Should the Feds bailout homeowners associations?

New America HOA-land constitution

New America HOA-land constitution

I came across this letter to President Obama by Community Associations Institute (CAI) member and Florida HOA attorney Gary Poliakoff of Becker & Poliakoff who asks for a bailout for homeowners associations. Mr. Poliakoff asks,

as a condition of their receiving Federal Funds (the banks) and lower interest rates (the homeowners) [they] should be obligated to bring their obligations to their Community Associations current.

Now, I understand this public-private partnership to achieve goals in the best interest of the public where there’s a legitimate government interest, but this request goes well beyond a such an innocently portrayed goal. The argument advanced is that “to a large degree the [HOA] assessments paid by unit owners are going to maintain the collateral of banks” seems to be a stretch of the imagination. Poliakoff argues that the banks are creditors to the HOAs and that an estimated $41 billion in HOA revenues goes to this end of maintaining some $4 trillion in homes. Please understand, in Mr. Proliakoff’s own biography included as part of his news release of March 10, 2009, it states that he “has devoted a significant part of his career to the practice of Community Association law and is considered one of the foremost authorities on the subject.”

What the President is not being told is that these authoritarian, private regimes governing some 20% of Americans who live in HOAs are not subject to US Constitution. As another HOA expert and former CAI national president Wayne S. Hyatt wrote in regard to HOA violations of constitutional rights, “This is particularly true when the conduct prohibited would be constitutionally protected if the regulation were imposed by a government.” What is the necessary and compelling government interest to deny constitutional protections to homeowners, while upholding protections for the HOAs, as private parties who contract to avoid the Constitution? And the contract is an adhesion contract prepared by profit-seeking developers that are binding not as a result of the homebuyer’s explicit consent, but by simply “posting” to the county clerks office under the laws of equitable servitudes.

This cry for a bailout follows CAI “central’s” concern for Federal aid to homeowners in its March 2, 2009 Ungated Blog, “Helping Homeowners, Hurting Associations?” —

[T]he Cram Down legislation could allow bankruptcy courts to discharge past due assessments regardless of any lien or priority lien levied by the association. This would result in irresponsible homeowners getting a free pass on their past due assessments, raising the burden for everyone else or resulting in cuts to community maintenance and reserves.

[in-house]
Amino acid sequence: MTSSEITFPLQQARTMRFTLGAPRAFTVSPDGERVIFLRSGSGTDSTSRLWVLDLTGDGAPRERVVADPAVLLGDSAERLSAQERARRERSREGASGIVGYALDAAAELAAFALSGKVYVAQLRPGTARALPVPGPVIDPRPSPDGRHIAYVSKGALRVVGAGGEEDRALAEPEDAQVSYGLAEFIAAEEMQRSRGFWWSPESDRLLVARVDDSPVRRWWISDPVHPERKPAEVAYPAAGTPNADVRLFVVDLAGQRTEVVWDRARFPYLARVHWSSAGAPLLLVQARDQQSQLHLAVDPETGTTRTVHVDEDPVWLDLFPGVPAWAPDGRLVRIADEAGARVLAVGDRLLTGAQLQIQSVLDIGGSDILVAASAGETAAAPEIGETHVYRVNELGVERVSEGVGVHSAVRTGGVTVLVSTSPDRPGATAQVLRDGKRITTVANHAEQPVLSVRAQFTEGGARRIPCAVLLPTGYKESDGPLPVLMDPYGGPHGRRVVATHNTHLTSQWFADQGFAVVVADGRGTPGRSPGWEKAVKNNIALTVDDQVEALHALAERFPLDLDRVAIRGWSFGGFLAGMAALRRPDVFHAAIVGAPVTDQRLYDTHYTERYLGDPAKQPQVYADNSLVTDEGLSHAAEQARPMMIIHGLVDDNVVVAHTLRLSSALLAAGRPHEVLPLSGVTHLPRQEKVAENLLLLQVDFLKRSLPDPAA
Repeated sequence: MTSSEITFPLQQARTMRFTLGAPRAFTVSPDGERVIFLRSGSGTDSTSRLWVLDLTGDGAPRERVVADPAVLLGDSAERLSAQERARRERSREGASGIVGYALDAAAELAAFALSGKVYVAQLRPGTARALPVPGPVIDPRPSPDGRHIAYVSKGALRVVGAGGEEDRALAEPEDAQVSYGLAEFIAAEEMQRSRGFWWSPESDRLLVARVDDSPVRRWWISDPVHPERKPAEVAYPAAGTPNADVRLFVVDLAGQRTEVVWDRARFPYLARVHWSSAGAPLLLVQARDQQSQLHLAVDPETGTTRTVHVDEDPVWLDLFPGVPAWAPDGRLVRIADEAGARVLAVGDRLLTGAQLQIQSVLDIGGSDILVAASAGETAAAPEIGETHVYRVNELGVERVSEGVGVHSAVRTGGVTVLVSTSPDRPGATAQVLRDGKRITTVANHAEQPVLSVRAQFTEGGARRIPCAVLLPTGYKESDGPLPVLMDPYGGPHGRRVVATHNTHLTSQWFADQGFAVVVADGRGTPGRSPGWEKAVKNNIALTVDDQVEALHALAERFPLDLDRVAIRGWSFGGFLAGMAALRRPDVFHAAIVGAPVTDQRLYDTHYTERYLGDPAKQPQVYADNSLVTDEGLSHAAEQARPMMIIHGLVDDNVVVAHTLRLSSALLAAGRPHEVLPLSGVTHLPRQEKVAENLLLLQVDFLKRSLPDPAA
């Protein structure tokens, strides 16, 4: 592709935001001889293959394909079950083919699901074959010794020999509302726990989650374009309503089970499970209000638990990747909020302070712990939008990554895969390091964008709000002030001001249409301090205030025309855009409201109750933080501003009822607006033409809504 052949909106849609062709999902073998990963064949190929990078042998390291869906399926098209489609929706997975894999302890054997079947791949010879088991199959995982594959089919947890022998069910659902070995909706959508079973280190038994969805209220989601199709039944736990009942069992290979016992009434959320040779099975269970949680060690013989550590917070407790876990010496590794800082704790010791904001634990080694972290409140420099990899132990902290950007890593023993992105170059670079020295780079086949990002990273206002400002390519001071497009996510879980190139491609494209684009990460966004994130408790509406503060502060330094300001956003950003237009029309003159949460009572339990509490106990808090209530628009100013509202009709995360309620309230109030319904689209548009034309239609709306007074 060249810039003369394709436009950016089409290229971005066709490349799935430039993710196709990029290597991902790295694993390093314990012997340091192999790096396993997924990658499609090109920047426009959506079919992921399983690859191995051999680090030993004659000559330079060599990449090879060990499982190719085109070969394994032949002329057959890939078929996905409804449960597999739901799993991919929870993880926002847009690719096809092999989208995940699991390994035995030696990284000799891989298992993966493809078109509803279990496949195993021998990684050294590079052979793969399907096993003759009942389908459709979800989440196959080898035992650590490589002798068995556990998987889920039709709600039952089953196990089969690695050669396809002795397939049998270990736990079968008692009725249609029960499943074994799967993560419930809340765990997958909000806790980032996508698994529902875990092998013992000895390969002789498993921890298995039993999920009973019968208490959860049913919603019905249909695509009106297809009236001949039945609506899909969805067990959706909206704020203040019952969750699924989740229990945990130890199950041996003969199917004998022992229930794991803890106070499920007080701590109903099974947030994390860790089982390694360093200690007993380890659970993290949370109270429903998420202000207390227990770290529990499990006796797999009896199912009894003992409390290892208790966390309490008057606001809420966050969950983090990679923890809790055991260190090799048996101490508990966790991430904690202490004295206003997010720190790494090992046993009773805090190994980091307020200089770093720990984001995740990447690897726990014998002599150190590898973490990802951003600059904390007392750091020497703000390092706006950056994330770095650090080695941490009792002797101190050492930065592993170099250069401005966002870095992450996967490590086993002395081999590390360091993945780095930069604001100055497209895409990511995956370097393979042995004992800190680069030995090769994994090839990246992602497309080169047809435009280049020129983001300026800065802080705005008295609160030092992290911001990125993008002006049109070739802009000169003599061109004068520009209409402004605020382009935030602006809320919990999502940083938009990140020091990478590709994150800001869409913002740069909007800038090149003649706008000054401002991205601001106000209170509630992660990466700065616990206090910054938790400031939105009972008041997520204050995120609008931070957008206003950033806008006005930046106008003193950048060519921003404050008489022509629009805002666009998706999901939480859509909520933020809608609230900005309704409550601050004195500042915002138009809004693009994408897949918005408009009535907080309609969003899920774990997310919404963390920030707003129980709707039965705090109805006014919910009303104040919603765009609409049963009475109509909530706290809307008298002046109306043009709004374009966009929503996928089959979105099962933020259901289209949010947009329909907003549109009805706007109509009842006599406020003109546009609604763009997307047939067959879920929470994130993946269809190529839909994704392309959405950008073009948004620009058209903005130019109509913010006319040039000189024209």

CAI President Skiba goes on to express concern for the impact on “responsible” homeowners to ante up, thereby increasing the likelihood that they, too, would succumb to foreclosure. The CAI request is not to allow the bankruptcy courts to touch or reduce HOA assessment payments as part of the relief granted to homeowners. The HOA must survive!

It’s unequivocal that CAI’s interest is for the survival of the HOA, and not that of the homeowner who has come under hard times, in spite of public statements and testimony before state legislatures to the contrary. The homeowners are referred to in negative terms as “irresponsible” and, thereby are totally at fault for their dilemma. CAI and Poliakoff, failing in their duty and responsibilities as a good corporate citizens, want everyone to share in reestablishing our economy, but the HOA — it is untouchable. CAI is asking for the right for homeowners to avoid their communal obligations under the CC&Rs to fund the HOA. Yet at the same time, CAI argues that when the HOA files a foreclosure against a homeowner, the homeowner is a deadbeat and has failed to honor his obligations under the same CC&Rs. This is hypocrisy!

CAI cannot have it all their way. The contract works both ways. HOA authority and governance exist under legally binding CC&R “contracts” that, for the homeowner-member, are communal in nature just like binding community property laws, just like binding partnership agreements. Wasn’t this explained to homebuyers when they bought their HOA controlled home?

In the interest of the public in general, and in restoring a sound public policy for HOAs, neither the CAI nor Poliakoff arguments for a Federal bailout of HOAs can be granted. The CC&R contract must be enforced in a neutral manner without favoritism toward the HOA. There is no compelling and necessary government interest to support HOA private regimes that operate outside the Constitution, under which all public government is obligated. Not, at least, without a quid pro quo.

A federal bailout of homeowners associations must restore the Constitution as the supreme law of the land, and that all planned community or condominium declarations that create a homeowners association must contain mandatory wording that the HOA, although a private entity, agrees to be subject to the laws of the land, the US and state constitutions, and affirm that the Constitution is the supreme law of the land as if it were a public entity chartered and authorized as such under state laws. “As if it were a public entity” is essential to creating this obligation.

It is unthinkable that the Federal government would grant such a bailout request without such a pledge of allegiance to the United States of America, one nation, indivisible, with liberty and justice for all, and not a divided nation of independent HOA principalities.

Published in: on March 11, 2009 at 5:44 pm  Leave a Comment  

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